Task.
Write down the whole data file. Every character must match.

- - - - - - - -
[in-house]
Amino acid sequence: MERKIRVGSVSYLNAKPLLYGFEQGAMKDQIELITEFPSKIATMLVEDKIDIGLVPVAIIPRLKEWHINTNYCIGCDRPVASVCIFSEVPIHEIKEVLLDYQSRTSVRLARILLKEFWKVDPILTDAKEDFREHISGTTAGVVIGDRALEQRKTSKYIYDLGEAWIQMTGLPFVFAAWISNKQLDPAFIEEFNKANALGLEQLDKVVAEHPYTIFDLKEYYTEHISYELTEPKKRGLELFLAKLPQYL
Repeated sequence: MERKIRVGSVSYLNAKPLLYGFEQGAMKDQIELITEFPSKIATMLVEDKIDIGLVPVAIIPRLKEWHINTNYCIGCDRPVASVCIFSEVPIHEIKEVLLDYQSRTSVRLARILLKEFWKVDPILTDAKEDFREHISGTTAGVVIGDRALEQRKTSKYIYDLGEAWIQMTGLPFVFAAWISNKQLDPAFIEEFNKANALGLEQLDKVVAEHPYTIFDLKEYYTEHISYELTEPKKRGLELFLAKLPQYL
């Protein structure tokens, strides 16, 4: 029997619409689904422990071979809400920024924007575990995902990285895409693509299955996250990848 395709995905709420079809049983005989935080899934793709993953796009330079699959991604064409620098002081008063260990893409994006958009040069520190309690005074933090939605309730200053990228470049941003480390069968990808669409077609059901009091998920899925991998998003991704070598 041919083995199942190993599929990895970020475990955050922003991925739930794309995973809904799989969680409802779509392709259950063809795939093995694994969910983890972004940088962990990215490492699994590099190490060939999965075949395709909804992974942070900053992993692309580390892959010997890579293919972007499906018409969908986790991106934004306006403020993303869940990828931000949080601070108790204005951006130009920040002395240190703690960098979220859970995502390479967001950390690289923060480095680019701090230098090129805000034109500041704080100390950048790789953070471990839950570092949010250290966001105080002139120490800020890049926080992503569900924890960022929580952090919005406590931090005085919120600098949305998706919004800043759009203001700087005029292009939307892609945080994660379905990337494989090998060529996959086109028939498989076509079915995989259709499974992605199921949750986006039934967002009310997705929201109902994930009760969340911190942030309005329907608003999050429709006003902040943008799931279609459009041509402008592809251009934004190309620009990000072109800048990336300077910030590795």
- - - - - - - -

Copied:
[in-house]
Amino acid sequence: MERKIRVGSVSYLNAKPLLYGFEQGAMKDQIELITEFPSKIATMLVEDKIDIGLVPVAIIPRLKEWHINTNYCIGCDRPVASVCIFSEVPIHEIKEVLLDYQSRTSVRLARILLKEFWKVDPILTDAKEDFREHISGTTAGVVIGDRALEQRKTSKYIYDLGEAWIQMTGLPFVFAAWISNKQLDPAFIEEFNKANALGLEQLDKVVAEHPYTIFDLKEYYTEHISYELTEPKKRGLELFLAKLPQYL
Repeated sequence: MERKIRVGSVSYLNAKPLLYGFEQGAMKDQIELITEFPSKIATMLVEDKIDIGLVPVAIIPRLKEWHINTNYCIGCDRPVASVCIFSEVPIHEIKEVLLDYQSRTSVRLARILLKEFWKVDPILTDAKEDFREHISGTTAGVVIGDRALEQRKTSKYIYDLGEAWIQMTGLPFVFAAWISNKQLDPAFIEEFNKANALGLEQLDKVVAEHPYTIFDLKEYYTEHISYELTEPKKRGLELFLAKLPQYL
């Protein structure tokens, strides 16, 4: 029997619409689904422990071979809400920024924007575990995902990285895409693509299955996250990848 395709995905709420079809049983005989935080899934793709993953796009330079699959991604064409620098002081008063260990893409994006958009040069520190309690005074933090939605309730200053990228470049941003480390069968990808669409077609059901009091998920899925991998998003991704070598 041919083995199942190993599929990895970020475990955050922003991925739930794309995973809904799989969680409802779509392709259950063809795939093995694994969910983890972004940088962990990215490492699994590099190490060939999965075949395709909804992974942070900053992993692309580390892959010997890579293919972007499906018409969908986790991106934004306006403020993303869940990828931000949080601070108790204005951006130009920040002395240190703690960098979220859970995502390479967001950390690289923060480095680019701090230098090129805000034109500041704080100390950048790789953070471990839950570092949010250290966001105080002139120490800020890049926080992503569900924890960022929580952090919005406590931090005085919120600098949305998706919004800043759009203001700087005029292009939307892609945080994660379905990337494989090998060529996959086109028939498989076509079915995989259709499974992605199921949750986006039934967002009310997705929201109902994930009760969340911190942030309005329907608003999050429709006003902040943008799931279609459009041509402008592809251009934004190309620009990000072109800048990336300077910030590795």